Coffee Shops by Mukiri Gitiri


For the first time, last week on Monday, I felt a thrill similar to that of my first kiss. He could argue that it was the second but well, that one was on my eighteenth birthday and it is a story I am told. My first kiss was a sober one. I remember feeling so high yet at the same time, sober as a church mouse. It felt like my eighteen years squeezed into four minutes. Those who know me understand that high and conscious could never be put in the same sentence with me. A reputation I am not so proud of but who is there to judge?


I remember I was seated on the bed. He is not a guy to ask for anything, not even a kiss and even then, he would never touch my shoulder without caution, even when he was burning with desire. He was shy. My kind of shy. We both were. We just sat on the bed talking because I could talk for a whole night and he would throw occasional sarcastic, humorous comments encouraging me to go on. I did not even think much about anything else, I just felt things, and I ran with the feels.


I remember not being able to look away when we finally locked eyes on each other, feeling a bunch of teenage emotions than I could comprehend. At that moment, our lips locked.


This is precisely how I felt on Monday. An unexplainable thrill. Then when I broke my spell, I began to feel a mixture of excitement and anticipation maybe even joy and comfort, more like home. The feeling I had when I first kissed my boyfriend. This time though, it had nothing to do with a boy. It was a coffee shop. Let me explain.


My boyfriend and I had been walking down the famed Koinange Street for a while that Monday. In all earnest, I would like to blame the keen observation of building names on the fact that we are both artists. Quite frankly, we are also both village people, and we have heard all these stories about this infamous street. I suspect it was his first time on that street because he wanted to know whether we could see any hookers. I did not have a response to his question either. You guys, are there hookers in Koinange Street during the day?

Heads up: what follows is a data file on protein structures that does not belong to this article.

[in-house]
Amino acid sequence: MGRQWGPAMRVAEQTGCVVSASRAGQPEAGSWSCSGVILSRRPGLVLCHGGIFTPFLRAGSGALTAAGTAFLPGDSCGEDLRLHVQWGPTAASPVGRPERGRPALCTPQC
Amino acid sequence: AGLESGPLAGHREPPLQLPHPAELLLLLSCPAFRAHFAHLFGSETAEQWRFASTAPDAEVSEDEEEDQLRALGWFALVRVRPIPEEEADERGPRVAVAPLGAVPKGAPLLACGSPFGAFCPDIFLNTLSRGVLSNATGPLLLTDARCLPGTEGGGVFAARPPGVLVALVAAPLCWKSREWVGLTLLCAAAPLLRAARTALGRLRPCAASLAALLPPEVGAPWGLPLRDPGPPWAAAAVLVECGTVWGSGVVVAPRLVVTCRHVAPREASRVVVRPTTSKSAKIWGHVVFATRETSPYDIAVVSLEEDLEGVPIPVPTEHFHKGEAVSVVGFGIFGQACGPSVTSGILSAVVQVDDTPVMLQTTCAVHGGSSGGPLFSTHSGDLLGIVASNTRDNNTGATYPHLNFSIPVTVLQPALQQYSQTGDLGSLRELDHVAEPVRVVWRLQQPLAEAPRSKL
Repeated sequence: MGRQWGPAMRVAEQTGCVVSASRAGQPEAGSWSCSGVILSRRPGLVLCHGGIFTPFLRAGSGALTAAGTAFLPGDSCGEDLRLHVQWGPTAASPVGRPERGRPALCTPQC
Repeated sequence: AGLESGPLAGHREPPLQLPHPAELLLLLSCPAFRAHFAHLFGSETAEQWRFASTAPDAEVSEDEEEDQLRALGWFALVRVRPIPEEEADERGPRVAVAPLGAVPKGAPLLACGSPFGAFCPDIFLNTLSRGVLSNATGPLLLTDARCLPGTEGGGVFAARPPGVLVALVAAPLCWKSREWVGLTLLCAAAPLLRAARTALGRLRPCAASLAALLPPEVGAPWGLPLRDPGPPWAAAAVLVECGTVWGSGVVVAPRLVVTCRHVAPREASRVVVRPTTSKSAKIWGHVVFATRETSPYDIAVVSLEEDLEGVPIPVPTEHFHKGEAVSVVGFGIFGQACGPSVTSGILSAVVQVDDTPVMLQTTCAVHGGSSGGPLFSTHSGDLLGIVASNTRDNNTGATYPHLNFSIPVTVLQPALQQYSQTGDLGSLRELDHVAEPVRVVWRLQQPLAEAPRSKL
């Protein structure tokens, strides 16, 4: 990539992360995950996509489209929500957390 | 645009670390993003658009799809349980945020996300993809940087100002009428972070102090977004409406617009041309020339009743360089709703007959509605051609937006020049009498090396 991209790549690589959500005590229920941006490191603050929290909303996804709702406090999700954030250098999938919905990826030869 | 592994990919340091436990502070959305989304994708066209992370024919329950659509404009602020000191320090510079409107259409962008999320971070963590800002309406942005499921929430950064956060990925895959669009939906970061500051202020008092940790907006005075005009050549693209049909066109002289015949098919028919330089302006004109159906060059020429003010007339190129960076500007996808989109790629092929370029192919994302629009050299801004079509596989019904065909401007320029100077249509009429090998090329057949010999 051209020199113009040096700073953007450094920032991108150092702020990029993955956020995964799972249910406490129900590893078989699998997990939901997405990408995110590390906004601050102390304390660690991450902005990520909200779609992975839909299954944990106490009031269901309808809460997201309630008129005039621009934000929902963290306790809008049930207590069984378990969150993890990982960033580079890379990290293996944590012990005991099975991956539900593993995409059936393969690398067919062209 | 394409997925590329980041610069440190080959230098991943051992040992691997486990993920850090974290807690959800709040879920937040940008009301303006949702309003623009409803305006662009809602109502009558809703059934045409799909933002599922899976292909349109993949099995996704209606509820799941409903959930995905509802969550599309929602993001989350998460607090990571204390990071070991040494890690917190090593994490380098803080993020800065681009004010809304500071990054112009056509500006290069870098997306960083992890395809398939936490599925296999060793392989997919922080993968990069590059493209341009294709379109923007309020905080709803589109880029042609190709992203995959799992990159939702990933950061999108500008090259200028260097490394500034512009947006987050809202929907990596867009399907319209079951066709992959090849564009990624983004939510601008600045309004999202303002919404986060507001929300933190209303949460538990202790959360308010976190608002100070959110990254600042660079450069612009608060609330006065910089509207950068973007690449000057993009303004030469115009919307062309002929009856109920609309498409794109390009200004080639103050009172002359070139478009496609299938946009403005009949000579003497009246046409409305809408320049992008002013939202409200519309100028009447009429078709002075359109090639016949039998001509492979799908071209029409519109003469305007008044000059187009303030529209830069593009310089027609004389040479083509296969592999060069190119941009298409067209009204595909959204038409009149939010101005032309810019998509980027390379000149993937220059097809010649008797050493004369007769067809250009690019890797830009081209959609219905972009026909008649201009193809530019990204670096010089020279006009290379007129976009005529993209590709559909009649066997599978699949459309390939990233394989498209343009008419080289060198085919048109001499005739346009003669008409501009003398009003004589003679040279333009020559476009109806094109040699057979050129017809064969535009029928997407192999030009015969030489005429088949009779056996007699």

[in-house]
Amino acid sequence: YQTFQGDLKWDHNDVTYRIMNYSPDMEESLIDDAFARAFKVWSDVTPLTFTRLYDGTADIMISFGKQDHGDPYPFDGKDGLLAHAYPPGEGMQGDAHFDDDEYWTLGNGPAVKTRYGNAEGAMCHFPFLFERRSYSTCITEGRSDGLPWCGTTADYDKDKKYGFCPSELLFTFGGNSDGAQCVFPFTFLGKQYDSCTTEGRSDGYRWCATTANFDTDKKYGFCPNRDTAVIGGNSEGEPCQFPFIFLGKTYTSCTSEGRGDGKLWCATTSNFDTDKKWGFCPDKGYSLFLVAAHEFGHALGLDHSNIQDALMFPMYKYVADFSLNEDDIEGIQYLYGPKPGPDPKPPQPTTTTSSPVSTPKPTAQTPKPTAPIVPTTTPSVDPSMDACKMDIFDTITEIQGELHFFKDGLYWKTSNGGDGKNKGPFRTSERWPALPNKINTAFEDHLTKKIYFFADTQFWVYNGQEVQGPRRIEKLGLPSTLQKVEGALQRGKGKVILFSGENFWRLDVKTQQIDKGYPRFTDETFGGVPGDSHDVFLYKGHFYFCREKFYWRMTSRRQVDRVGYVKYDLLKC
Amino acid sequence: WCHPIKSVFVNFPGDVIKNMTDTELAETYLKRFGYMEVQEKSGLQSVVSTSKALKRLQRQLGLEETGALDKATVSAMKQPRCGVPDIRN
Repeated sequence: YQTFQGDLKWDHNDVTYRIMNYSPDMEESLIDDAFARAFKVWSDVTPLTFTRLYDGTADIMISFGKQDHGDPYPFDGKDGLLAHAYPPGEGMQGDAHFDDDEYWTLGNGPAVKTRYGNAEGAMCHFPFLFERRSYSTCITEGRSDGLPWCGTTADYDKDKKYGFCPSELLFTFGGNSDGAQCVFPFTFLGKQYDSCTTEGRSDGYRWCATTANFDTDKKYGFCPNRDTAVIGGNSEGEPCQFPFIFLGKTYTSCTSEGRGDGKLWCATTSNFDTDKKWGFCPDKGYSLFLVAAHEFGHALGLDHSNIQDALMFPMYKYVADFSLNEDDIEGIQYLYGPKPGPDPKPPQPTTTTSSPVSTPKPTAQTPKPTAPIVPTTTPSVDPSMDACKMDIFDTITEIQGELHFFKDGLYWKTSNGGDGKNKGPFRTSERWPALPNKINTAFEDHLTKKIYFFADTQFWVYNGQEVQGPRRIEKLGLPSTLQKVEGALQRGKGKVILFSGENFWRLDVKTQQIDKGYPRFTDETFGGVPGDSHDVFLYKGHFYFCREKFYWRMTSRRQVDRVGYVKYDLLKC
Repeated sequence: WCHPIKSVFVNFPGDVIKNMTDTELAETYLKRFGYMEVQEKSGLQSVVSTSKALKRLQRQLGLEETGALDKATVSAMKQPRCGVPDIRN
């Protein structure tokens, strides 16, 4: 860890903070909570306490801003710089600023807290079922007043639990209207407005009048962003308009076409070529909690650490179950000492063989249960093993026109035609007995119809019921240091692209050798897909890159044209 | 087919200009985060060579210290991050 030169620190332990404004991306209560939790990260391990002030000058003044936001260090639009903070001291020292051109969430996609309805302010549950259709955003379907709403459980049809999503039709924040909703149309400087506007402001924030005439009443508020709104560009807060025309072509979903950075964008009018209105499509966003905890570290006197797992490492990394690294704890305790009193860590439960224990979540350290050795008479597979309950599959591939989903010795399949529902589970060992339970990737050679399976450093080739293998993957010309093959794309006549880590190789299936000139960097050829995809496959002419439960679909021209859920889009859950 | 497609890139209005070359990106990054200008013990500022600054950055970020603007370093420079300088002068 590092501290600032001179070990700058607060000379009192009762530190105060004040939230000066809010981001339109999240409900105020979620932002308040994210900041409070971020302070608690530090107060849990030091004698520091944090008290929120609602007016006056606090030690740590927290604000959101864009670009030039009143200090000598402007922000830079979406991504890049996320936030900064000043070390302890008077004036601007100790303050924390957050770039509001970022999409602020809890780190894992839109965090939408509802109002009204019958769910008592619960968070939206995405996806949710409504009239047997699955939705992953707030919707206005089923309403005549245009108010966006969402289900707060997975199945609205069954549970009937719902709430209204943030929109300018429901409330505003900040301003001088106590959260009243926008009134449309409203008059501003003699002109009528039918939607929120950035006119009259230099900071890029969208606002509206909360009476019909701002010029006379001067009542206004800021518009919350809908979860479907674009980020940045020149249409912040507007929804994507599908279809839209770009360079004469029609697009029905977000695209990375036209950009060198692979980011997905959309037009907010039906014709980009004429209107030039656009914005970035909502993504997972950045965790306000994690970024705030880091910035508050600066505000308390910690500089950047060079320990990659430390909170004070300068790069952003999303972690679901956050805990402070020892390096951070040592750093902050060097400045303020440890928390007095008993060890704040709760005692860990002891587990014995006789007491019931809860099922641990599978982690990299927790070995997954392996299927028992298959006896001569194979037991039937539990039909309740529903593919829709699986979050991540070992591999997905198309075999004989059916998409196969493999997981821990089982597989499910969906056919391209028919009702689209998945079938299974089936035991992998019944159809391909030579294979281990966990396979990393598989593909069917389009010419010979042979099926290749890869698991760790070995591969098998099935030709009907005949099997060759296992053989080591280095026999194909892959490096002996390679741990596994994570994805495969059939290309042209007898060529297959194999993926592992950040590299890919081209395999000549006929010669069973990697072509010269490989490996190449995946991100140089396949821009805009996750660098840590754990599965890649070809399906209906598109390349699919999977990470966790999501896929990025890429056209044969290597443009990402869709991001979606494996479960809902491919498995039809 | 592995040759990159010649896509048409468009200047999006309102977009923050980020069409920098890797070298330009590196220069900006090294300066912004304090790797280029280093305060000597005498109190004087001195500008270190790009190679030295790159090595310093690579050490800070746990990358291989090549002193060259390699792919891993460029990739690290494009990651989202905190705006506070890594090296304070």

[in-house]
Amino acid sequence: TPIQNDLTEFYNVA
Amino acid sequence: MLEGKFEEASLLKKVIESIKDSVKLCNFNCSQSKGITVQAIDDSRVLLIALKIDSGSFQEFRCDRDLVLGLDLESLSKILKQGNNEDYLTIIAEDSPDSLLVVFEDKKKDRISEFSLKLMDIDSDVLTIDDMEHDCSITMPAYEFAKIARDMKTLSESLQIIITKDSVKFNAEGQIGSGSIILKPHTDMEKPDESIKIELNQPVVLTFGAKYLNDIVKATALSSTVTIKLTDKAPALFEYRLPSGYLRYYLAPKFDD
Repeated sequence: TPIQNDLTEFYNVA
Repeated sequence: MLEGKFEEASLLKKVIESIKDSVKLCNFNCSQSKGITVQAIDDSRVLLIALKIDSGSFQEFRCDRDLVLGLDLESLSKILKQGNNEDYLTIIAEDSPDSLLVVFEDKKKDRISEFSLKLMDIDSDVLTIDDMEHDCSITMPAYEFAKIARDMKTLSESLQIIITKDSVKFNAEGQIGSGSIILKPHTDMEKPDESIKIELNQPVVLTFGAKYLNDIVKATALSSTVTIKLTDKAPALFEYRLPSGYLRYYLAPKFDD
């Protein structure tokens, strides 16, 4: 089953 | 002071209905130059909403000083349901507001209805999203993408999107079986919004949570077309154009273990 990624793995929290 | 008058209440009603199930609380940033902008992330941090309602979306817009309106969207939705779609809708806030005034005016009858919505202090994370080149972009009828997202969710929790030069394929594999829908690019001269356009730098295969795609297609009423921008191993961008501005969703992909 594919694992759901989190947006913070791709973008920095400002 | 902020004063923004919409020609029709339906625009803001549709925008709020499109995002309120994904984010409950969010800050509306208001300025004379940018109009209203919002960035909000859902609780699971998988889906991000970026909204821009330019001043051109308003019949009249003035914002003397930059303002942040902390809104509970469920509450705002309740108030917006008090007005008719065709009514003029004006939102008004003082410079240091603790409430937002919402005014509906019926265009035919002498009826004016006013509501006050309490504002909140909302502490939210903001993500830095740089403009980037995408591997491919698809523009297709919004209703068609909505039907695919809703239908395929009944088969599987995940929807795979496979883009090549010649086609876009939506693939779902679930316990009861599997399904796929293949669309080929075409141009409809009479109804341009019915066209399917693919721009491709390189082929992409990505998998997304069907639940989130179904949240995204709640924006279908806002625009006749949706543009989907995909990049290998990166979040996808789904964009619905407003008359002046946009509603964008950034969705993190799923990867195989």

We kept looking for clues to suggest the reputation of this street. I remember seeing a building called CJs and thinking this is it! This is where the action happens. A place called CJs in broad daylight’. How stupid. I mean CJ could be Chief Justice or Come Join or Colour Job. Who knows?


In my quest for observation I turned to the left and just like with my boyfriend during that very first kiss, I felt my whole body tremble. I could not turn away. There was this little brown beautiful Coffee shop that smelt of burnt coffee and muffins. The paintings on the wall were what made me freeze on the spot, grounded like a tree, I felt a sudden sweep of joy and comfort, almost like the wall had given me a huge warm hug. I felt at home.